I remember this day every year, though I have stopped celebrating it ritualistically since my child is all grown up and not in town any more. But this was a day I used to look forward to as a child. The preparations would begin days, even weeks before. Our Guruji, the Kathak teacher, would assemble todas and thaats constructed around the exploits of the young Krishna, as he stole freshly churned butter from pots, saris and clothes from bathing gopis, and hearts from the entire population of Brij land. We would learn permutations of rhythms, and as we owned those new combinations, we felt the joy of anticipating the festival. The children of the street would put together a show of dances to be performed on the day. Families would create elaborate, colorful jhupadi or hut exhibitions, depicting scenes from Krishna's childhood, and these would be displayed for a week.

Our street was also the playground for the children of the families that lived along its banks. On nights leading up to Janmashtmi, children would gather after supper and play would continue deep into the night, long after the living rooms were converted into bed rooms, lights blinked off in apartments, and women emerged on front porches with grain to pick through and vegetables to chop for the next day's meals. Stories would be told about Krishna's life, tales of enormous trees who were really monsters; mouths that opened to show a view of the entire cosmos; poisonous, many-hooded serpents who could be conquered with a dance and a bargain; and, of course, the eternal raas lila, the roundel that accompanies Krishna stories everywhere. Mothers deliberately left out freshly butter, along with other treats, so that their children could "steal" these when they returned from school, and when the household smiled indulgently at the child, they were really worshipping a god.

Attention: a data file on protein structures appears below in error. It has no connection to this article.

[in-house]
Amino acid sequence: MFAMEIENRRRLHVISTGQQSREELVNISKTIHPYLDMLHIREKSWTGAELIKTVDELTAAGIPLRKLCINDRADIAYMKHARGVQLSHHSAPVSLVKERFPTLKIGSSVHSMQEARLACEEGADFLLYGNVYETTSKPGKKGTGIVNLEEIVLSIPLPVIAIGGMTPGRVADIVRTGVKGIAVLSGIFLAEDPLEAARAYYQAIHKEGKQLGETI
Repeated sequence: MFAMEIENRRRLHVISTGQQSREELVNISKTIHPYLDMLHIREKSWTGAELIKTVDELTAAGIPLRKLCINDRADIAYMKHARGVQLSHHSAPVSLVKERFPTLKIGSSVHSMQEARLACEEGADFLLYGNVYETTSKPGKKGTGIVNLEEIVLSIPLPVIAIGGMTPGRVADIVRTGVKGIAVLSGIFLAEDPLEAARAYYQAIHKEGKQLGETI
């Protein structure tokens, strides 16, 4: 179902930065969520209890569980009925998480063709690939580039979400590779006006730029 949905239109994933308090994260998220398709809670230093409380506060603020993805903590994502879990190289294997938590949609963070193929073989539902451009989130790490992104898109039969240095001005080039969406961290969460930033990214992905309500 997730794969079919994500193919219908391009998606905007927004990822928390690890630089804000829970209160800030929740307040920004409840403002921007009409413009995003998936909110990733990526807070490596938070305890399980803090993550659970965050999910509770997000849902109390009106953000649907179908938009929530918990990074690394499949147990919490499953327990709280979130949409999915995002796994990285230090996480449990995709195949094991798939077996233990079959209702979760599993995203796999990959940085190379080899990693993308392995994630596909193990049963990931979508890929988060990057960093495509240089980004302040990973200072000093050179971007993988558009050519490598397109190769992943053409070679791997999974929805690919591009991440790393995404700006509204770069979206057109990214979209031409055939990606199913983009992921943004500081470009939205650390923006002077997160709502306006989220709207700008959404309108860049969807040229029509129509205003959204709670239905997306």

I remember looking forward to outings, especially, since clothing, ornaments, and peacock feathers created specially to fit the divine infant would be sold on city streets, along with Janmashtmi treats, and each street corner boasted its own jhupadi. During recess at school, talk revolved around the most decorated jhupadis and where they might be found, and the peculiar delicacy each family cooked during this festival. Even the curriculum at schools did not remain untouched. We had quizzes based on the Krishna Lila sections of the Mahabharata in General Knowledge classes; Krishna-poems abounded in Hindi classes; a bhajan, a devotional song by Narsinh Mehta would be included in our usually secular prayer halls that began the school day. Our school, too, had its own cultural program to celebrate this festival, and a special students' council would be established to oversee the jhupadi our school sponsored.

As I consider the wet afternoon thundering with elephantine roars, I ponder on the fact that every year, on this day, it rains like this, at least once. Of course, it is quite possible that this is no coincidence or divine design, just the usual weather pattern the year follows. However, as I raise my cup of tea to the God of Joy; I am grateful for the memories his birthday has granted me. These memories remind me of a world gone by, of times that have revolved away with the earth's circumambulations, leaving behind an aftertaste of sweetened yogurt I am no longer allowed.

I watch a yellowed leaf drift lazily through the drizzle and imagine it a marigold petal. I believe the joy I take in my tea this afternoon is as true as any I have felt during midnight street games, the newly owned thaats, and the inimitable taste of white, soft, freshly churned butter. If I concentrate hard enough, I am sure to inhale the fragrance of sandalwood my grandmother used to smear on the idol of the infant god of monsoons and peacocks.